MAC/20: Mines and Communities

BRAZIL

Published by MAC on 2007-07-28

BRAZIL

BNDES finances CVRD railway that transports irregular pig iron from

Pará, Radiobrás, 24/7/2007

http://www.radiobras.gov.br

By Alana Gandra and Isabela Vieira

A R$ 774.6 million loan approved on the 10th of this month by the National Bank of Economic and Social Development will enable the Carajás Railway Station (EFC), which belongs to Companhia Vale do Rio Doce (CVRD), to almost double its carrying capacity. The railway cuts across several indigenous lands, in a situation being questioned by the Federal Public Prosecutors, and is currently responsible for transporting pig iron produced with illegal charcoal in Pará.

The expansion, from the current 70 million tons a year, will increase capacity of the railway that links the mineral deposits in Carajás to the Ponta da Madeira port in Maranhão, to 103 million tons a year. According to data from CVRD, in 2006, EFC transported a total of 89.4 million tons of cargo. Some 81.6 million tons of this total is iron ore.

BNDES' share in the project to increase EFC transport capacity is 57% of the total investment, which will reach R$ 1.4 billion. The project hopes that an operating licence will soon be issued by the Brazilian Institute of the Environment and Renewable Natural Resources (Ibama).

The Department of the Environment in Pará has been working in conjunction with Ibama and the Federal Police to inspect pig iron producers in the state. The Marabá region alone produces some 2 million tons of pig iron a year, exported over the railway awaiting expansion. All of the companies in the region are currently considered to be operating illegally because they use charcoal from suspicious sources. They have been asking the state government for nine years to correct the situation.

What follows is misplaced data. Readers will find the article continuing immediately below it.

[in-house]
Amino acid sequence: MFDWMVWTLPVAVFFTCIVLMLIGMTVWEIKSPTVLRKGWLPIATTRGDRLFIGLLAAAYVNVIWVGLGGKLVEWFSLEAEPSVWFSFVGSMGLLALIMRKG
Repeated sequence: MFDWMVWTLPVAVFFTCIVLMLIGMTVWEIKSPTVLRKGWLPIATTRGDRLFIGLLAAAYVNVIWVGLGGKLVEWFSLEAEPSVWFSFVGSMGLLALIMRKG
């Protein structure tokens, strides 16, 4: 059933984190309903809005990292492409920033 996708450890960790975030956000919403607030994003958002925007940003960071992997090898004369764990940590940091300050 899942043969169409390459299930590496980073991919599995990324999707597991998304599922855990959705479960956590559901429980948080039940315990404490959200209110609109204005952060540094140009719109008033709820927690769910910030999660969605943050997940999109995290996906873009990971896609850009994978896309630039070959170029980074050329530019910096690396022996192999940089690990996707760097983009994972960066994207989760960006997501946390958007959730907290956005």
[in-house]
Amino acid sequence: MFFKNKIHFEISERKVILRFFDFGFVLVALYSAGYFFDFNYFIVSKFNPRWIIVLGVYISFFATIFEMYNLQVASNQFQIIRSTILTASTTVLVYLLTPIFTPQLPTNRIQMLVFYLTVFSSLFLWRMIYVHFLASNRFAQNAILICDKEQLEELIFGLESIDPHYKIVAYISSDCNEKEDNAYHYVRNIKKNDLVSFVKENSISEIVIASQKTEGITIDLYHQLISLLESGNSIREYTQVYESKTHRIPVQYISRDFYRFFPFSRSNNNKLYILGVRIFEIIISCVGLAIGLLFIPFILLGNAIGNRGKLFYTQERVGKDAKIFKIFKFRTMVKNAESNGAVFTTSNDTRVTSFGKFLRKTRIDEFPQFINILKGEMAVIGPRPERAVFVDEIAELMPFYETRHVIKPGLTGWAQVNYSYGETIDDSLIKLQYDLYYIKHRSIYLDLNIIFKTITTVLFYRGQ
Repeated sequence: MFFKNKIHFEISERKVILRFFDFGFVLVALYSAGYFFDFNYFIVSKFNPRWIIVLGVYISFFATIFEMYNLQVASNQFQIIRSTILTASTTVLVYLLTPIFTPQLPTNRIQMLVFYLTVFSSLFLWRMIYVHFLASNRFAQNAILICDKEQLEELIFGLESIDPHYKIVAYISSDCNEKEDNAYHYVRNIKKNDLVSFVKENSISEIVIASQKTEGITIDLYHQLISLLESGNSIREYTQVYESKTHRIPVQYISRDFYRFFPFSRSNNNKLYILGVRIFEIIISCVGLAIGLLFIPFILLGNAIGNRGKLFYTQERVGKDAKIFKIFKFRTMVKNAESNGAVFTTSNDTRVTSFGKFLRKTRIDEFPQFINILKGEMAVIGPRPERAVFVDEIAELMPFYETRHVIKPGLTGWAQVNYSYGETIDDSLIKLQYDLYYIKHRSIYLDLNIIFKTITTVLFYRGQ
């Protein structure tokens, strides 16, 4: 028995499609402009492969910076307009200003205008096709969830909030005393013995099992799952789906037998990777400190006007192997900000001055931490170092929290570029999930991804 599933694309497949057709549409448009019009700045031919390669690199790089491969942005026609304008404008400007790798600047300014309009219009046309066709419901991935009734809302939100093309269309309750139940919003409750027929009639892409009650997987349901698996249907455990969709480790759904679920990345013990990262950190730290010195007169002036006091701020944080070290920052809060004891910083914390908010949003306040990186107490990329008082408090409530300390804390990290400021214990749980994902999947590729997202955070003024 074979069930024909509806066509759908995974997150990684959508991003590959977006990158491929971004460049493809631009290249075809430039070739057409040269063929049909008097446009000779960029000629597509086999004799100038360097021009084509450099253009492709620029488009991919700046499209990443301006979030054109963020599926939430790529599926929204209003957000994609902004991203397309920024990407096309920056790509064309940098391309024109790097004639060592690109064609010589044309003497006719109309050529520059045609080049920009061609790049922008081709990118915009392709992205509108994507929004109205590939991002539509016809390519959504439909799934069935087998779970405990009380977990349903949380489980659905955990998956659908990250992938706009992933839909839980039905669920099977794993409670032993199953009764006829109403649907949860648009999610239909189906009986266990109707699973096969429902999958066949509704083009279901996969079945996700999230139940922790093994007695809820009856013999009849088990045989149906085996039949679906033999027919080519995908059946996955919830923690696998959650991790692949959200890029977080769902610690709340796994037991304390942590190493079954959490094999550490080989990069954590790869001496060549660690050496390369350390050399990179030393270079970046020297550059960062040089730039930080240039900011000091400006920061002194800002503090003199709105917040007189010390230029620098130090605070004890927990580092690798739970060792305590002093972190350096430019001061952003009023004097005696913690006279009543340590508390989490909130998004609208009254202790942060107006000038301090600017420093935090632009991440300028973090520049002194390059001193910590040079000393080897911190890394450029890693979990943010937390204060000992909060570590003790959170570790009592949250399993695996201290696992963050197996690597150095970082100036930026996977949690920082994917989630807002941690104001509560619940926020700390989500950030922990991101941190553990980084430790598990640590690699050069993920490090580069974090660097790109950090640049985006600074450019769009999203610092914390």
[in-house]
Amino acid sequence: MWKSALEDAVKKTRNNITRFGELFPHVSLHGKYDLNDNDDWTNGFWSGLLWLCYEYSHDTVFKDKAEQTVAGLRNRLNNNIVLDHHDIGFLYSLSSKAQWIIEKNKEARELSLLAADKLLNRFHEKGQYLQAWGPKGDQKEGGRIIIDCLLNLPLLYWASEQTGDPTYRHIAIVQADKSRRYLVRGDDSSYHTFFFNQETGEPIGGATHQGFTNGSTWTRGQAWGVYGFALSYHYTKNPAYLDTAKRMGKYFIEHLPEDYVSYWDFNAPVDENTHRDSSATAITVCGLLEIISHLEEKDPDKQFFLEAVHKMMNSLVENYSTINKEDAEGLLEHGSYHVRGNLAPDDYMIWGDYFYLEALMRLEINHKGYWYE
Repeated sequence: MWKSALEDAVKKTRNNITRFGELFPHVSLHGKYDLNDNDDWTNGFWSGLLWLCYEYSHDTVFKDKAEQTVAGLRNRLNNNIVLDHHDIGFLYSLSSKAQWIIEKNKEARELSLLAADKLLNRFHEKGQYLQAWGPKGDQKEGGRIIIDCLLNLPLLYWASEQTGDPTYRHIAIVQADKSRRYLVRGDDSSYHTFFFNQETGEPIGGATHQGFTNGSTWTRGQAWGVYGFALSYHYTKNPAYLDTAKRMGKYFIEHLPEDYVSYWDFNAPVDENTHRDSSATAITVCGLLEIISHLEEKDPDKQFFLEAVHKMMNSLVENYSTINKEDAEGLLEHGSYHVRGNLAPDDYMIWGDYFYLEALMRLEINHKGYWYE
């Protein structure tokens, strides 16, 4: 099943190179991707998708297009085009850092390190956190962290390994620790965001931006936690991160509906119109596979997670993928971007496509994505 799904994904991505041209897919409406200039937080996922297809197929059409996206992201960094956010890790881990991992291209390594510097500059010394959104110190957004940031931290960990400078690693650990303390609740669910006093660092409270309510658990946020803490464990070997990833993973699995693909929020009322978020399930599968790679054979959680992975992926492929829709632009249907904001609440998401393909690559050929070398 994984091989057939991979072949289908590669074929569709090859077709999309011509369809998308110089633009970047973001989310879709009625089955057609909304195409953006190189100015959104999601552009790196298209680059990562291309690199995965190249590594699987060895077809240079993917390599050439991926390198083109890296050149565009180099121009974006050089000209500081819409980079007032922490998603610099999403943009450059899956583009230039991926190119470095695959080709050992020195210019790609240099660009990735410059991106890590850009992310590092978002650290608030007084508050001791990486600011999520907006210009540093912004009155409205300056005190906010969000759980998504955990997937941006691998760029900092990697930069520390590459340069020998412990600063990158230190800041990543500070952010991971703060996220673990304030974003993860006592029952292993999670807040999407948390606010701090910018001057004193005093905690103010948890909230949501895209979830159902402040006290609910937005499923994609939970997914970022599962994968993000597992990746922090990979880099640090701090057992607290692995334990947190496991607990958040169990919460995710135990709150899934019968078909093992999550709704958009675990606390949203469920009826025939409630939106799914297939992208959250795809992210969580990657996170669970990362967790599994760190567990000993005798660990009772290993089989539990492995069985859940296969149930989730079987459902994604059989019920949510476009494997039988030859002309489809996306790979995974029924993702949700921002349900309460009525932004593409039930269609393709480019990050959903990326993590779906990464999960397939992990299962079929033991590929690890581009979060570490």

Last year, Vale sold 6 million tons of iron ore to pig iron producers in northern Brazil. In April of this year, Vale do Rio Doce announced it would suspend supply of iron to producers who were noncompliant with labor and environmental legislation in Brazil. Now, to avoid transporting illegal pig iron, Vale has informed that it is reviewing contracts that expire in 2008. The company assures that it will suspend contracts with suppliers who fail to comply with environmental law. It has not, however, said how it intends to confirm compliance.

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